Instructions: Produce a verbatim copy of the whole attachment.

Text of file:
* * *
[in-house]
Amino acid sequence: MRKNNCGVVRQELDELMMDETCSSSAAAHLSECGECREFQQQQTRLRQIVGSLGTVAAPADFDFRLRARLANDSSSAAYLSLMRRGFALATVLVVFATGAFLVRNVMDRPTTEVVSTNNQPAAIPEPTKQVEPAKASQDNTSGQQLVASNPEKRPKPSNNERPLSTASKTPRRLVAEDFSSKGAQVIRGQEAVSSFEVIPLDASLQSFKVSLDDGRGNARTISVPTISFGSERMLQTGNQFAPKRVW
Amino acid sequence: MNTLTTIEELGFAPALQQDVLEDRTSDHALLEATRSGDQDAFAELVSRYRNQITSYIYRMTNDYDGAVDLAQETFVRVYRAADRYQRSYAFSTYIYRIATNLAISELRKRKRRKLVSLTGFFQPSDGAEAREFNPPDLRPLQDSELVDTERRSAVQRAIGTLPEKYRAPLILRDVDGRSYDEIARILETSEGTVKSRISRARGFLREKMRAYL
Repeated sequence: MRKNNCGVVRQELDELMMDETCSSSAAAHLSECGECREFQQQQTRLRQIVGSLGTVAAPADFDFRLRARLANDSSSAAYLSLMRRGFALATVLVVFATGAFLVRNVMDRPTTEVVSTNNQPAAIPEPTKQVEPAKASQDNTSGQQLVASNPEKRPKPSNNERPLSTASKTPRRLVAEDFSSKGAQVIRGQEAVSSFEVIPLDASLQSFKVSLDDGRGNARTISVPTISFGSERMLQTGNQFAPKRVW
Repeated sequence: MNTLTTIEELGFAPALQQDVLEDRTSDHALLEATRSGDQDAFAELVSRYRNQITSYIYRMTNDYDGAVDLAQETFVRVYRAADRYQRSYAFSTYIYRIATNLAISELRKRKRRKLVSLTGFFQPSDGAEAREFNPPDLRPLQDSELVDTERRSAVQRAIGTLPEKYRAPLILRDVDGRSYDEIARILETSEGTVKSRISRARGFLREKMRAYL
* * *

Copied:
[in-house]
Amino acid sequence: MRKNNCGVVRQELDELMMDETCSSSAAAHLSECGECREFQQQQTRLRQIVGSLGTVAAPADFDFRLRARLANDSSSAAYLSLMRRGFALATVLVVFATGAFLVRNVMDRPTTEVVSTNNQPAAIPEPTKQVEPAKASQDNTSGQQLVASNPEKRPKPSNNERPLSTASKTPRRLVAEDFSSKGAQVIRGQEAVSSFEVIPLDASLQSFKVSLDDGRGNARTISVPTISFGSERMLQTGNQFAPKRVW
Amino acid sequence: MNTLTTIEELGFAPALQQDVLEDRTSDHALLEATRSGDQDAFAELVSRYRNQITSYIYRMTNDYDGAVDLAQETFVRVYRAADRYQRSYAFSTYIYRIATNLAISELRKRKRRKLVSLTGFFQPSDGAEAREFNPPDLRPLQDSELVDTERRSAVQRAIGTLPEKYRAPLILRDVDGRSYDEIARILETSEGTVKSRISRARGFLREKMRAYL
Repeated sequence: MRKNNCGVVRQELDELMMDETCSSSAAAHLSECGECREFQQQQTRLRQIVGSLGTVAAPADFDFRLRARLANDSSSAAYLSLMRRGFALATVLVVFATGAFLVRNVMDRPTTEVVSTNNQPAAIPEPTKQVEPAKASQDNTSGQQLVASNPEKRPKPSNNERPLSTASKTPRRLVAEDFSSKGAQVIRGQEAVSSFEVIPLDASLQSFKVSLDDGRGNARTISVPTISFGSERMLQTGNQFAPKRVW
Repeated sequence: MNTLTTIEELGFAPALQQDVLEDRTSDHALLEATRSGDQDAFAELVSRYRNQITSYIYRMTNDYDGAVDLAQETFVRVYRAADRYQRSYAFSTYIYRIATNLAISELRKRKRRKLVSLTGFFQPSDGAEAREFNPPDLRPLQDSELVDTERRSAVQRAIGTLPEKYRAPLILRDVDGRSYDEIARILETSEGTVKSRISRARGFLREKMRAYL